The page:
Two Defendants Plead Guilty to Conspiracy to Use Forged Passports and Identification Cards in Widespread English Proficiency Exam Scheme Benefiting Chinese Nationals Seeking Student Visas | USAO-DC

            WASHINGTON – Yixin Ren, 36, of Brooklyn, NY, and Yishan Lin, 35, of Queens, NY, pled guilty today before U.S. District Court Judge Timothy J. Kelly to one count of conspiracy to use false, forged, and counterfeited documents, in violation of 18 U.S.C. § 371, in connection with a scheme where Chinese nationals fraudulently obtained student visas by hiring people with fake Chinese passports to take an English proficiency test in their names. 

            The United States requires foreign citizens who wish to enter the United States on a temporary basis to study at a college or university to first obtain an F-1 student visa. To obtain a student visa, foreign citizens must first apply to study at a school that has been authorized by the Student and Exchange Visitor Program (SEVP) to enroll foreign students. In the United States, many SEVP-certified schools require foreign citizens whose first language is not English to certify proficiency in English by achieving a particular score on the TOEFL or other English proficiency examination.

            When the foreign national goes to a TOEFL testing location, the test taker must present an original, non-expired, government-issued identification document recognized by their home country. As described in the indictment and the plea agreement, the defendants conspired to use counterfeit People’s Republic of China passports and national identification cards to impersonate at least 50 different Chinese nationals at various TOEFL testing locations internationally, including in the District of Columbia.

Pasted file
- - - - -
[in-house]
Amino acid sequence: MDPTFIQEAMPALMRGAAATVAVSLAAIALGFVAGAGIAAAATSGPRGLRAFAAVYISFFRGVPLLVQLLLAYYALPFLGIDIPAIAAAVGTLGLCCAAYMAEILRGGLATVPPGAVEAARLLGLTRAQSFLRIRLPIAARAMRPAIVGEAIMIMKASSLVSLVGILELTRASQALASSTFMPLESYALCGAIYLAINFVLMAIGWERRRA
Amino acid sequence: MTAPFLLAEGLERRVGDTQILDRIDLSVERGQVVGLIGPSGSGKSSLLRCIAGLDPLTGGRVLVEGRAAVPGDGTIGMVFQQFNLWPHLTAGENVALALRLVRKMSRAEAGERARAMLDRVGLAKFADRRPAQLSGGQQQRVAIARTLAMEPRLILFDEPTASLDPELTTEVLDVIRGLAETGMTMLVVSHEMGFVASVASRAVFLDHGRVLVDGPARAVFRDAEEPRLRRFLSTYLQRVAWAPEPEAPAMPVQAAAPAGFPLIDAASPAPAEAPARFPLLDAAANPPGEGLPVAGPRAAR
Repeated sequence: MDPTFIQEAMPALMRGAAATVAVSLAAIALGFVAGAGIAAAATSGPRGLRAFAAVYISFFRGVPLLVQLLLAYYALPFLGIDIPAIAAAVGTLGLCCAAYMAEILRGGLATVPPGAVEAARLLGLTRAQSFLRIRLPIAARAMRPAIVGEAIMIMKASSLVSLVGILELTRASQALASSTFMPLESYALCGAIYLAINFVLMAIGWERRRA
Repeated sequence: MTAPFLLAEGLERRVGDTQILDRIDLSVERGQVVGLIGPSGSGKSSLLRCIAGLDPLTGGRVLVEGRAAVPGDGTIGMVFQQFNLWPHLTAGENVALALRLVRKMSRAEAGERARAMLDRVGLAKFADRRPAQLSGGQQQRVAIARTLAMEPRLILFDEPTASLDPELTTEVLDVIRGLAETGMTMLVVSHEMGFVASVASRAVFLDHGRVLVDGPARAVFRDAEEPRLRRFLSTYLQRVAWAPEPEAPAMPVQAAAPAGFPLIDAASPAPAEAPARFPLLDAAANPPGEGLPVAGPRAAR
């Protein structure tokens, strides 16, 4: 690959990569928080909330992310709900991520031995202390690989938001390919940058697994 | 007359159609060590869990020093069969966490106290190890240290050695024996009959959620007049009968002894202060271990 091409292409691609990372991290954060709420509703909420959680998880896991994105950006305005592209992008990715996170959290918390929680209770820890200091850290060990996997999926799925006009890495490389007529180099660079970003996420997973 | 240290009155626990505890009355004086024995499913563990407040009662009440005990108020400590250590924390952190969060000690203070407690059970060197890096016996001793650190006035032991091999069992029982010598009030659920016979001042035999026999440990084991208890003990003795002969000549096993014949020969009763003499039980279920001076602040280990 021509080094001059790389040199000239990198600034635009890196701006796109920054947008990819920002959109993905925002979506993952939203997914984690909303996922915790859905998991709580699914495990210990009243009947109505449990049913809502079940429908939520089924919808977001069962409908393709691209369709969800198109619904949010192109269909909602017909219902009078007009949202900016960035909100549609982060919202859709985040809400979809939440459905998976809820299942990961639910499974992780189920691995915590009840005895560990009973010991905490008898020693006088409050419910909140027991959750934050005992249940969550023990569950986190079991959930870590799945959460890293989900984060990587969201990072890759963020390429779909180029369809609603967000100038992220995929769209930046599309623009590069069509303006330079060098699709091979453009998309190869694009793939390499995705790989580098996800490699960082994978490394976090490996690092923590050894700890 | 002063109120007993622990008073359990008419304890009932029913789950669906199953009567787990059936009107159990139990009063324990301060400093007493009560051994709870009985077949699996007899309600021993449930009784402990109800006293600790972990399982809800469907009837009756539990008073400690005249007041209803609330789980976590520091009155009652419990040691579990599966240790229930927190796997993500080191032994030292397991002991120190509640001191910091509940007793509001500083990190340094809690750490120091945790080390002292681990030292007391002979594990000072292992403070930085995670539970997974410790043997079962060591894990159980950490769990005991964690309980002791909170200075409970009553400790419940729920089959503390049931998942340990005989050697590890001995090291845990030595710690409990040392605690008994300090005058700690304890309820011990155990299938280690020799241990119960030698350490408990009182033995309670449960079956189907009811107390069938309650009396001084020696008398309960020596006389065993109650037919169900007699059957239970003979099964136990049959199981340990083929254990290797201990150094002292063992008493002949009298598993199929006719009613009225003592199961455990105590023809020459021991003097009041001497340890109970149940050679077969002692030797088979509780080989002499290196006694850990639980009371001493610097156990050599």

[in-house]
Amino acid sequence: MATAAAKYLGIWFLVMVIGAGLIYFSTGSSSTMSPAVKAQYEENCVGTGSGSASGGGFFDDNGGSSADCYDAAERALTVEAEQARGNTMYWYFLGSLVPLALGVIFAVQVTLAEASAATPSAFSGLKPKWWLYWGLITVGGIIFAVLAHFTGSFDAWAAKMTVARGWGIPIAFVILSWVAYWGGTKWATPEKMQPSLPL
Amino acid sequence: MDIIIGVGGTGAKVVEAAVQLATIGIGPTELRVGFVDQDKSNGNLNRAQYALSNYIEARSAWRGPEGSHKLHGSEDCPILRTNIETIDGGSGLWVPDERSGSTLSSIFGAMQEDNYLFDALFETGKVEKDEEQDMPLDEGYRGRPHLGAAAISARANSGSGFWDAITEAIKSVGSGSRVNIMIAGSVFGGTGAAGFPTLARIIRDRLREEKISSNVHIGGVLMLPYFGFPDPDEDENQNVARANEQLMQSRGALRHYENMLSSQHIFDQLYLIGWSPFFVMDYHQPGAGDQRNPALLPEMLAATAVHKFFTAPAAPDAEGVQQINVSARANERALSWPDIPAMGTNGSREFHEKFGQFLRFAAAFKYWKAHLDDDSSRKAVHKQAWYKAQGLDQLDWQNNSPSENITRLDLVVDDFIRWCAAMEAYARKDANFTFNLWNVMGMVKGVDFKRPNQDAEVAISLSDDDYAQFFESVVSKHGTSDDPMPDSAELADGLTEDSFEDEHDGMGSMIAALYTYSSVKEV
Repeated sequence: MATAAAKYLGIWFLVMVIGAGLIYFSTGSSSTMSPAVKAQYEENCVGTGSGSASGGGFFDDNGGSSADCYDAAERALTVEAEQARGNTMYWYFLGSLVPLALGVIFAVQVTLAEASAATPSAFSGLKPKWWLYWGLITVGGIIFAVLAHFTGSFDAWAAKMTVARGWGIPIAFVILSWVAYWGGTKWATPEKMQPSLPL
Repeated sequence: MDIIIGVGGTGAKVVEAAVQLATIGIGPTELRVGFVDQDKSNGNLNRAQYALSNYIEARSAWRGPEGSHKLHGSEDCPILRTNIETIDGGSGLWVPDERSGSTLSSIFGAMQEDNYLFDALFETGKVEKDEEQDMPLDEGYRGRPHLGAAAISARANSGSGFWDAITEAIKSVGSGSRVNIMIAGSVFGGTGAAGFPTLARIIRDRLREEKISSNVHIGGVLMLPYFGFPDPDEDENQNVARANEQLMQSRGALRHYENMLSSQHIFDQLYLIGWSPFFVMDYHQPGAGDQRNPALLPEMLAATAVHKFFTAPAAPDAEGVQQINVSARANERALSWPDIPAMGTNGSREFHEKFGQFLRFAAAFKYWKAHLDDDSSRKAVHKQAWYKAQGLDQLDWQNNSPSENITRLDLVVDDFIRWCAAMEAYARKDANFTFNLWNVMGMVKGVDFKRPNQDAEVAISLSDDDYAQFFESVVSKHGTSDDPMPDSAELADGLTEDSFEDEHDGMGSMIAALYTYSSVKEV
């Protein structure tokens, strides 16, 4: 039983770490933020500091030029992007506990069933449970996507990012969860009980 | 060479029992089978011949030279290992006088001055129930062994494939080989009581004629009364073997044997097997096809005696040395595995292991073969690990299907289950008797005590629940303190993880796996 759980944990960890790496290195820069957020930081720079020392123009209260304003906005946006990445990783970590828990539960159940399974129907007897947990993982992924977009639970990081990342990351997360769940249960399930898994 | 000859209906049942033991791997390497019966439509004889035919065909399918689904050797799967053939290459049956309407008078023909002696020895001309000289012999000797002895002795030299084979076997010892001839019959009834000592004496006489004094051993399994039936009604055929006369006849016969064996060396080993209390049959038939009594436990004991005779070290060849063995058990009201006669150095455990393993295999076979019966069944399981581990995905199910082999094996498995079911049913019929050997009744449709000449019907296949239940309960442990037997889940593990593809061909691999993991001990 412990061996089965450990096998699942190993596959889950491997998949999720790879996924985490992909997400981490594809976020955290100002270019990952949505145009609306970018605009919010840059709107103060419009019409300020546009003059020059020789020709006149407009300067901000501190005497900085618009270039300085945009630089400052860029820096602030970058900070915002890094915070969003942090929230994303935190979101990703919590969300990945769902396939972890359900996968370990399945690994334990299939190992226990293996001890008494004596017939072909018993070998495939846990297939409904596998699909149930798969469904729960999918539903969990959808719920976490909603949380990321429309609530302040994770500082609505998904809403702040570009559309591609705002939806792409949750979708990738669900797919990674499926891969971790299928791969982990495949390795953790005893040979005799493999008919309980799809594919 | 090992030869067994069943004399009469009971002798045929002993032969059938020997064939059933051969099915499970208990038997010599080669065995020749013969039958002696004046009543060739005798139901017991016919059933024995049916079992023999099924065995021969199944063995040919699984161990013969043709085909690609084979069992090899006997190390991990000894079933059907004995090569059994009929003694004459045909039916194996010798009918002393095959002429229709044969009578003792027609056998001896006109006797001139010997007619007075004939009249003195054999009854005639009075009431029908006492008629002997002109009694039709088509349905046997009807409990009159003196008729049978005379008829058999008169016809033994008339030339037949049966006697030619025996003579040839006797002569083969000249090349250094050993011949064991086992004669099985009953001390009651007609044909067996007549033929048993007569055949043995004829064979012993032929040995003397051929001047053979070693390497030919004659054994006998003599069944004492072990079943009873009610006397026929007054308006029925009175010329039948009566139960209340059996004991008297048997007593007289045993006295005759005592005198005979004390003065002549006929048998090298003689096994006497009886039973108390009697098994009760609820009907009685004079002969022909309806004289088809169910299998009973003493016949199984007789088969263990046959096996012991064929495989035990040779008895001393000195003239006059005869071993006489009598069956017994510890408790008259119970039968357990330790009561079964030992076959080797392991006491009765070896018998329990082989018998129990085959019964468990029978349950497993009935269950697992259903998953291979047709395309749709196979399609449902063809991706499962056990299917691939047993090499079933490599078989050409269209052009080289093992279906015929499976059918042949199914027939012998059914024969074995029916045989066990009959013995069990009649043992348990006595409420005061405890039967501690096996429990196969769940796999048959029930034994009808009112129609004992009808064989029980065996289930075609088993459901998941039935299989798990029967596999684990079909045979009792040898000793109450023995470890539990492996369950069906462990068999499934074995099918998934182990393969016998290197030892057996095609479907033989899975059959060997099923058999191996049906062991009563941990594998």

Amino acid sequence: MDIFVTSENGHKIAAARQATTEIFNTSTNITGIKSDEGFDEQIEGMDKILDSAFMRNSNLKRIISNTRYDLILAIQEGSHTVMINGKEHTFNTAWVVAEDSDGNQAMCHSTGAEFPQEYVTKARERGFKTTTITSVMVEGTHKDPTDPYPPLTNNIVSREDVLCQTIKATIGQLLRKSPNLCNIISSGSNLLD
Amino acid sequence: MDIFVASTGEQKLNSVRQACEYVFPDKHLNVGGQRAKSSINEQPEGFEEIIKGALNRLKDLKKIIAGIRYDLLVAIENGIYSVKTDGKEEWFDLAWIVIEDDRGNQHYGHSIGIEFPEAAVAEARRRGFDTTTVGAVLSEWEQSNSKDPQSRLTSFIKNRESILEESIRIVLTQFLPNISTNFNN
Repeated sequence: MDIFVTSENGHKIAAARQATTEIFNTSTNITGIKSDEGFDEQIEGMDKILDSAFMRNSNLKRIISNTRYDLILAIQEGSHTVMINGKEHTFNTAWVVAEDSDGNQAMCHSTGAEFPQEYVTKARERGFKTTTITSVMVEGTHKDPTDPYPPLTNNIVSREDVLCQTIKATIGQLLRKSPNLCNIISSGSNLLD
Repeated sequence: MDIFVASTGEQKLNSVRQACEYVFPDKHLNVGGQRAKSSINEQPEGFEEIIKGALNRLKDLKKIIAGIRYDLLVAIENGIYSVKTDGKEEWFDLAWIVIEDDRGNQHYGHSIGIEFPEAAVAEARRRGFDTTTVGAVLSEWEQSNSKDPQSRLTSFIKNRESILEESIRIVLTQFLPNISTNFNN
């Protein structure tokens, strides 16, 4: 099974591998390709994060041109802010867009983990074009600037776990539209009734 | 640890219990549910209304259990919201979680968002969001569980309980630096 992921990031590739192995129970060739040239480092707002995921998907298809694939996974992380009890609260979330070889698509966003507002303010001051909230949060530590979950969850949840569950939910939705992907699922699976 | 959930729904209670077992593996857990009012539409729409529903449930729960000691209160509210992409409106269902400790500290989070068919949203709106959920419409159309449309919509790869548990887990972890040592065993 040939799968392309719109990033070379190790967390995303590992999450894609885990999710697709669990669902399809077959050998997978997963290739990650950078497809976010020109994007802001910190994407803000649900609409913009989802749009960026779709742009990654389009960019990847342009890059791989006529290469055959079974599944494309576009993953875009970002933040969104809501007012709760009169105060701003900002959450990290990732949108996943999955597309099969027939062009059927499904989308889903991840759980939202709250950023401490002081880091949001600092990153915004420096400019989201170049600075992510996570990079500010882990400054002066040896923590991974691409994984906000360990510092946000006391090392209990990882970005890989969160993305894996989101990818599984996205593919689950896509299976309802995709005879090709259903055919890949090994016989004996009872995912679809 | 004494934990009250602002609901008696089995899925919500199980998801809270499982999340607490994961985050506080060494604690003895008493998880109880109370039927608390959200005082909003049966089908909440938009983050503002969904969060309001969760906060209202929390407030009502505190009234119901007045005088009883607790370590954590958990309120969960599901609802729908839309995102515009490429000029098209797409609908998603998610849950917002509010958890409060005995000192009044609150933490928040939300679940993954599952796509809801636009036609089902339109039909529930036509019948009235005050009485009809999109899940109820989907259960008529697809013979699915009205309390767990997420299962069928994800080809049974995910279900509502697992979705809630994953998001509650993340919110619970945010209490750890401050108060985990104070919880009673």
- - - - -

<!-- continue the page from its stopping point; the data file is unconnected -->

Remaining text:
The announcement was made by Acting U.S. Attorney Michael R. Sherwin for the District of Columbia, and Special Agent in Charge Raymond Villanueva of the HSI Washington Field Office.

            The charge of conspiracy to use false, forged, and counterfeited documents carries a statutory maximum penalty of five years in prison. Sentencing has been scheduled before the Honorable Timothy J. Kelly on December 11, 2020.

            This case was investigated by Homeland Security Investigations’ Washington Field Office, with assistance from the U.S. Citizenship and Immigration Service’s Fraud Detection National Security Section and the U.S. Treasury Office of the Inspector General. The Educational Testing Service, which administers the TOEFL exam, has also provided assistance during the investigation.

            This matter is being prosecuted by Assistant United States Attorney Jessi Camille Brooks of the National Security Section, with assistance from Paralegal Specialist Jorge Casillas.  Special thanks go to former Assistant United States Attorney Jeff Pearlman and former Special Assistant United States Attorney Elizabeth Dewar.

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